Each year, more than 300,000 people in the U.S. and approximately 1 million people worldwide break their wrist. Although wrist breaks can happen to anyone of any age through a variety of activities from skateboarding, to falling from a ladder, to slipping on ice women are most commonly affected, primarily because of osteoporosis. In fact, one in six females over the age of 55 will have at least one wrist fracture in their lifetime.
The most common wrist break is a Colles Fracture (named after the doctor who first diagnosed this type of break). This type of break occurs when a person stretches out hand in front of them to break a fall. The hand and forearm take all the weight and force from the fall and causes the wrist bones to break.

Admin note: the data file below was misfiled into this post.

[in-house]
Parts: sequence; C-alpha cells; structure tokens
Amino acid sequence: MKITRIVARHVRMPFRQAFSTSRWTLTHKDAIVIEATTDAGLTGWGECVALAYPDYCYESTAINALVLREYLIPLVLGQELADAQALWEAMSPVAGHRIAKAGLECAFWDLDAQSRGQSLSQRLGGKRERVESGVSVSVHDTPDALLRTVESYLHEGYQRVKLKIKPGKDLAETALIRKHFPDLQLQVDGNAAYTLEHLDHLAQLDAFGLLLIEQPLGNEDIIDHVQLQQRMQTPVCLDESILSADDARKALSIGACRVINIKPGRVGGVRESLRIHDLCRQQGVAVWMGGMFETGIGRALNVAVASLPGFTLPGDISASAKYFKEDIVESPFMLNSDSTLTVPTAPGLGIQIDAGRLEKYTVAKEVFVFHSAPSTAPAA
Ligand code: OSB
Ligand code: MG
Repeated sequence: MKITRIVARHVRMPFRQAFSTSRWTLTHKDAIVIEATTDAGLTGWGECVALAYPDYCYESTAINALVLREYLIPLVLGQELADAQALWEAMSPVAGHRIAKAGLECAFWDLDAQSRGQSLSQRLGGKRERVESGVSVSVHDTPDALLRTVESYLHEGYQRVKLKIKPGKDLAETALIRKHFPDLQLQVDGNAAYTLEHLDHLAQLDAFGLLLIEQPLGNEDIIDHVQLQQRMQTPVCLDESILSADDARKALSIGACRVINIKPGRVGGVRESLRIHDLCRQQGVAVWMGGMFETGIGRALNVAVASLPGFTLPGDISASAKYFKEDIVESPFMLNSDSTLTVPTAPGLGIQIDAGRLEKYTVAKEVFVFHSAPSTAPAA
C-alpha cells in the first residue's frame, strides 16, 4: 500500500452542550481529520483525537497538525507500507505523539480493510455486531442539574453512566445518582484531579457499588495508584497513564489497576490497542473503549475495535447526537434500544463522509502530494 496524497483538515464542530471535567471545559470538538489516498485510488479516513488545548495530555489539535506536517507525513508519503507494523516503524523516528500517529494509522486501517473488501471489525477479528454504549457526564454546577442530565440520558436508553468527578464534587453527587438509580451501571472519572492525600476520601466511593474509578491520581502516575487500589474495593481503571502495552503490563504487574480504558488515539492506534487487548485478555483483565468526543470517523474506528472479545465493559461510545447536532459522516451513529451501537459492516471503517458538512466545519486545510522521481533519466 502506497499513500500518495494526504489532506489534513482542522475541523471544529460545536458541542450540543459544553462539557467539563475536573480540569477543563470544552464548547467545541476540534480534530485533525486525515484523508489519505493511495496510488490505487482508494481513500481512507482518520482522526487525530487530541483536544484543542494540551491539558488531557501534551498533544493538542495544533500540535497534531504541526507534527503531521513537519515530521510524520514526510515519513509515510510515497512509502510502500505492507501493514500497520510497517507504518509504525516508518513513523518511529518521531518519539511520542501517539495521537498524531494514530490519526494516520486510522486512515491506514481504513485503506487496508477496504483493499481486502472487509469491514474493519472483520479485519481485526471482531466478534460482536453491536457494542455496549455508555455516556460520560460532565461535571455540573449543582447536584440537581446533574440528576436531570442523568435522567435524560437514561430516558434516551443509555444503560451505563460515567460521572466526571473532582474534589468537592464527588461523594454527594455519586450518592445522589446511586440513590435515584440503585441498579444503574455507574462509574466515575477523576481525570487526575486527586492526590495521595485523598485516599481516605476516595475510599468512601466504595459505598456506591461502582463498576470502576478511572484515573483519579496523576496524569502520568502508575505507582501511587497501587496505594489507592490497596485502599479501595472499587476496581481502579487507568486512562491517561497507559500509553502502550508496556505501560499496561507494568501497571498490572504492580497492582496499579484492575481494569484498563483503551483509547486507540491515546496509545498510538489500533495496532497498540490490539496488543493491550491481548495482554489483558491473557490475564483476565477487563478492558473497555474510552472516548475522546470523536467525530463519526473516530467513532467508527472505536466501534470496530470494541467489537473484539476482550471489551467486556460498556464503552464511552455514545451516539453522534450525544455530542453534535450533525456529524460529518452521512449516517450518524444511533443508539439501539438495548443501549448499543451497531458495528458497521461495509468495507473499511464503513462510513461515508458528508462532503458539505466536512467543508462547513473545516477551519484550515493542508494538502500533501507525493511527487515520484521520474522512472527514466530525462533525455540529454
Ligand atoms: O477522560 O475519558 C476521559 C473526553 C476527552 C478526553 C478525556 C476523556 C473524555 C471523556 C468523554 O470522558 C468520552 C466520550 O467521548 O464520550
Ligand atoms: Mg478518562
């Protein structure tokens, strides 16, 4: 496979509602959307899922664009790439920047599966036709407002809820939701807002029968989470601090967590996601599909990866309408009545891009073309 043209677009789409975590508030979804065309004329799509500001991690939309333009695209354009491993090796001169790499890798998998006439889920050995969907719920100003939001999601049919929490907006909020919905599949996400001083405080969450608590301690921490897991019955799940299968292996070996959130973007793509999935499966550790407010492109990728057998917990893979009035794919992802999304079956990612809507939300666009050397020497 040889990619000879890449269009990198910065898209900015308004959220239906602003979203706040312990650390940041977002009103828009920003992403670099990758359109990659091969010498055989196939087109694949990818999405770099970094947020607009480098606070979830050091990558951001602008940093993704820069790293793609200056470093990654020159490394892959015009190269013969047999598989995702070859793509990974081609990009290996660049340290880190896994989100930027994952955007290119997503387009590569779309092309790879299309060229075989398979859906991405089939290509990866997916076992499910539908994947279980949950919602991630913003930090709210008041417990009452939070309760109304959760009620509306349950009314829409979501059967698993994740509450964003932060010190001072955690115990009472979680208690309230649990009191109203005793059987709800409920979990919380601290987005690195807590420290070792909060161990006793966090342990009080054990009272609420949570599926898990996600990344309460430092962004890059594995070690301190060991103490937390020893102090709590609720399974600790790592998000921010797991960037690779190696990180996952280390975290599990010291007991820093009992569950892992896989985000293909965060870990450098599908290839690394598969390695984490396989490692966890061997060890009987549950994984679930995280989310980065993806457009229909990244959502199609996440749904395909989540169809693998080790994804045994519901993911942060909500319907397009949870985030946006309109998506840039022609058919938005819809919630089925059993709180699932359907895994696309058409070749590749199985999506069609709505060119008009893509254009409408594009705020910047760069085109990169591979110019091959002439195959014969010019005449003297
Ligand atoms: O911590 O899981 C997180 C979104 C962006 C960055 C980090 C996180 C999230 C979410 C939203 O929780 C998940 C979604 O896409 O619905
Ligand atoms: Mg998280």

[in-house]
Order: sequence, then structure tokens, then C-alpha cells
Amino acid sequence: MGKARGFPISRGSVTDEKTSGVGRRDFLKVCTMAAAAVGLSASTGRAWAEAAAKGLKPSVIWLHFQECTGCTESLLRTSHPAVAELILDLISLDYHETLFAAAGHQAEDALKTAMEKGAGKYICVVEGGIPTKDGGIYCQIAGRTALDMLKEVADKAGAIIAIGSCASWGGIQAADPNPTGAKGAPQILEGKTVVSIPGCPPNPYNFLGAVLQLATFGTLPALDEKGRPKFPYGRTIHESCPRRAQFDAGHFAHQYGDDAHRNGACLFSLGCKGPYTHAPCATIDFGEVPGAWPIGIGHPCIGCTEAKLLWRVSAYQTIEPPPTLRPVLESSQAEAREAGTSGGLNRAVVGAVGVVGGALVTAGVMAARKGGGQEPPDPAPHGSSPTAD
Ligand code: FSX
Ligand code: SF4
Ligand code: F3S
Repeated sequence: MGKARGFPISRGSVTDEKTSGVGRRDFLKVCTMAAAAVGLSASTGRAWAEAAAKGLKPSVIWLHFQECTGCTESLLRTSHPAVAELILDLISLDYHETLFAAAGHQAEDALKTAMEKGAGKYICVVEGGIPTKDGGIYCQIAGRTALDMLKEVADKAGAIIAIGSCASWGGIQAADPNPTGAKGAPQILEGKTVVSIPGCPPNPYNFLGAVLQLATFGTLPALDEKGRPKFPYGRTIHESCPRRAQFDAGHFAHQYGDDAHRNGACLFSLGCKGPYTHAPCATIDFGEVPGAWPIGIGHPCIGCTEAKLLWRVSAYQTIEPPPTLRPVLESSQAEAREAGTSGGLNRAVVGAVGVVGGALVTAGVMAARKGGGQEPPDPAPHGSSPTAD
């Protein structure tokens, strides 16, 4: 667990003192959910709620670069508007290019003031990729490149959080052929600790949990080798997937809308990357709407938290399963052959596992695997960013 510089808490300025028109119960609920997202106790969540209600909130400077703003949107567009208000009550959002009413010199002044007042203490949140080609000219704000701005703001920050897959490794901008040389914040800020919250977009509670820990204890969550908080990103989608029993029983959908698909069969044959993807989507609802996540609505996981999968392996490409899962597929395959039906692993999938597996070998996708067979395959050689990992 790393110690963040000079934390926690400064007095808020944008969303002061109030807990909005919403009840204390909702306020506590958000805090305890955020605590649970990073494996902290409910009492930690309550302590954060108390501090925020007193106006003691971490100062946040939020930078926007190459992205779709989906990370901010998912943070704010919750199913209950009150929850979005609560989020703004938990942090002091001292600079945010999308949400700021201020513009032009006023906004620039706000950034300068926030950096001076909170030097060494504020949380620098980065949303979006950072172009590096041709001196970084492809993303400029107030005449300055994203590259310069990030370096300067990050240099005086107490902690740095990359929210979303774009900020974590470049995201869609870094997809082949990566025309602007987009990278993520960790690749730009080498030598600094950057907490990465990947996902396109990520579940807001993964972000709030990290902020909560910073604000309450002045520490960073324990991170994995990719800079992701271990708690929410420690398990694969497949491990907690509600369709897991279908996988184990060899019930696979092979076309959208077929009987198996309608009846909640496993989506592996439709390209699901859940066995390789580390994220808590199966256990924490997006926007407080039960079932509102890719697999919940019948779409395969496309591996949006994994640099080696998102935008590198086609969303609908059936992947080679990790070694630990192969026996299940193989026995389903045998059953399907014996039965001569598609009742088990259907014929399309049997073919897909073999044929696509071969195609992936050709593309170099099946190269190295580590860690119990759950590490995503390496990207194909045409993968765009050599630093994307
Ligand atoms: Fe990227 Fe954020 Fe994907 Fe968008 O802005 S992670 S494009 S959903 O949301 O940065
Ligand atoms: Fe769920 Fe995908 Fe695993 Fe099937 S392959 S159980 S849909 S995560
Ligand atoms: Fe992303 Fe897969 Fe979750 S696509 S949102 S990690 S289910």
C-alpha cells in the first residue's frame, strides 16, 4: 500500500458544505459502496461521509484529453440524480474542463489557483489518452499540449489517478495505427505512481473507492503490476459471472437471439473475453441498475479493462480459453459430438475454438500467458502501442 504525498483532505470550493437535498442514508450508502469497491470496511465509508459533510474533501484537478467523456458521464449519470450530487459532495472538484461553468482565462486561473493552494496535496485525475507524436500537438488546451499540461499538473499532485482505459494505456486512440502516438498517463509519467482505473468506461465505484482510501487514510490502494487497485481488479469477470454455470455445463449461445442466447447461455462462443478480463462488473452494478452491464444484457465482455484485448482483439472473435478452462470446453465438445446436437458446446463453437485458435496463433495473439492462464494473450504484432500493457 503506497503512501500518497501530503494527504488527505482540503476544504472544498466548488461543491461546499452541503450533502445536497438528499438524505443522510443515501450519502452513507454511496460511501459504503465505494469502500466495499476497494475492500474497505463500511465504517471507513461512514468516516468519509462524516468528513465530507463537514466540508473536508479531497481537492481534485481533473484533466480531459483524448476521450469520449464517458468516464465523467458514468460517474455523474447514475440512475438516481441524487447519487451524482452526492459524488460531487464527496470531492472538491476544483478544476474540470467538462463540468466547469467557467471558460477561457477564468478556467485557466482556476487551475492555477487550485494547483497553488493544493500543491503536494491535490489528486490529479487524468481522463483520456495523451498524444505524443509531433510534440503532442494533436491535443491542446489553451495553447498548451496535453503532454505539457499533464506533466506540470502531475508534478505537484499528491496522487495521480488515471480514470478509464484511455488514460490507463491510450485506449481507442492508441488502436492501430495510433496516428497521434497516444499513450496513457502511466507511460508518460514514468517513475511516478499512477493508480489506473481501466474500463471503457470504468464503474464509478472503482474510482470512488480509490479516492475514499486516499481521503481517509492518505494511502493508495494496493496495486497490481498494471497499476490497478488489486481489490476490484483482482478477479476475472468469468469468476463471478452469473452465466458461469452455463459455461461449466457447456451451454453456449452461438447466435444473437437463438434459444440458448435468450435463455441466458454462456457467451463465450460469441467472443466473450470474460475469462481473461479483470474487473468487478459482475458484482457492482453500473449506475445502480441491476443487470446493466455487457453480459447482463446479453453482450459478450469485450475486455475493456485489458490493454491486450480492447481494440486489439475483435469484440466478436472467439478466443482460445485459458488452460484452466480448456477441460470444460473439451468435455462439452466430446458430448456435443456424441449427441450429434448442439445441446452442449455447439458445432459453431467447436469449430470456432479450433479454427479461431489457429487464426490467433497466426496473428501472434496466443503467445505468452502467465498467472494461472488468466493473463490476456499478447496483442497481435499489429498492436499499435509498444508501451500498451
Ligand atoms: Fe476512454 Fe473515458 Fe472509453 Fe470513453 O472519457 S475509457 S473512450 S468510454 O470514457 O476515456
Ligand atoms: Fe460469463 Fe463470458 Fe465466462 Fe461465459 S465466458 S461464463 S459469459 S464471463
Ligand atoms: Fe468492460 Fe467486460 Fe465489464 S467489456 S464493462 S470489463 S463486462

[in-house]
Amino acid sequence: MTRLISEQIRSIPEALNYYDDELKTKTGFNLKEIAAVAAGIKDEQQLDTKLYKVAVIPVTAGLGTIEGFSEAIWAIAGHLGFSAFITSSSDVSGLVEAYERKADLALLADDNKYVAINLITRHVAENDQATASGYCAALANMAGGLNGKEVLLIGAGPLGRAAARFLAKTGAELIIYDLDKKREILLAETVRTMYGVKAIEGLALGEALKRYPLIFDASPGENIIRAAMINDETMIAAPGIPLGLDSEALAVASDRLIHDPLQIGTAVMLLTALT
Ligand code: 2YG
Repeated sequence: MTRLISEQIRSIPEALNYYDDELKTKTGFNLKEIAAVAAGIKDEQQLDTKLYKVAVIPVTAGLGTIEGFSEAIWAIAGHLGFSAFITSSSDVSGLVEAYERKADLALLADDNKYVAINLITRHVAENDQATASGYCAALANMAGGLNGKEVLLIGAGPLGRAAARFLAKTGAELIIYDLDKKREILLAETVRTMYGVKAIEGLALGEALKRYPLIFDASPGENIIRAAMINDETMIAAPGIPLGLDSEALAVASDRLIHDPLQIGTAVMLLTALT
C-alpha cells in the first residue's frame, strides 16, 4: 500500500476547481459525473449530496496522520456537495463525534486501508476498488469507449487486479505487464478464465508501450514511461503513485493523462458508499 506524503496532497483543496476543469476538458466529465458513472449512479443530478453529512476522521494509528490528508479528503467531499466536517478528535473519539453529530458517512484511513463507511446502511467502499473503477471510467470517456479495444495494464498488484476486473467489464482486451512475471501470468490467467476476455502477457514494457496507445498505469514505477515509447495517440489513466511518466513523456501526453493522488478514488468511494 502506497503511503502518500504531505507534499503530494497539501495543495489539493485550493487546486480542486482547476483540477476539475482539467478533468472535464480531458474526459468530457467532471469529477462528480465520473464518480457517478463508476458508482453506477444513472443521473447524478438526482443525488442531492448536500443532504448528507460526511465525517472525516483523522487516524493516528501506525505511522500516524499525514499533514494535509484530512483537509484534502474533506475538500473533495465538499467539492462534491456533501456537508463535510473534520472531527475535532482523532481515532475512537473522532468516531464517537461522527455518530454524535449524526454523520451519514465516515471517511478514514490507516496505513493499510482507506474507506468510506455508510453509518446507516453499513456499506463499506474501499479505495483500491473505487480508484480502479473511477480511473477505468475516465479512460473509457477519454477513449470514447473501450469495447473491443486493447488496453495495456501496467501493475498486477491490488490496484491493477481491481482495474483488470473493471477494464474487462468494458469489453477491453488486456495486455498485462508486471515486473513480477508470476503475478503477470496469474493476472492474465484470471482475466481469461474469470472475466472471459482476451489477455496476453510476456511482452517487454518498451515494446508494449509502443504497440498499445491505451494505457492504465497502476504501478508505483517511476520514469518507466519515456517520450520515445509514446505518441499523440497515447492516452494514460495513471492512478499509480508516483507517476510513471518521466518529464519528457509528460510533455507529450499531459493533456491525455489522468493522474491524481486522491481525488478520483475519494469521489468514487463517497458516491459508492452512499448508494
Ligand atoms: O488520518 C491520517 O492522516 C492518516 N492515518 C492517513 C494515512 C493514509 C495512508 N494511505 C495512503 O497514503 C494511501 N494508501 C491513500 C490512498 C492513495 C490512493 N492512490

Following a fall, you may be bruised and sore. Most people will go to the hospital emergency room or clinic and seen by a doctor. Normally an X-ray of the wrist will be taken to confirm a sprain or fracture.
Your wrist is probably broken rather than sprained if you have:
- persistent pain
- swelling near the wrist
- changes in finger movement
Breaking your wrist can be very inconvenient; interfering with normal, daily activities. Most patients are concerned about their ability to quickly return to their jobs, as well as basic activities such as driving, writing, typing, cooking showering and even brushing their teeth. A faster recovery from surgery with increased hand / wrist function is exactly why the MICRONAIL™ Fixation implant was designed.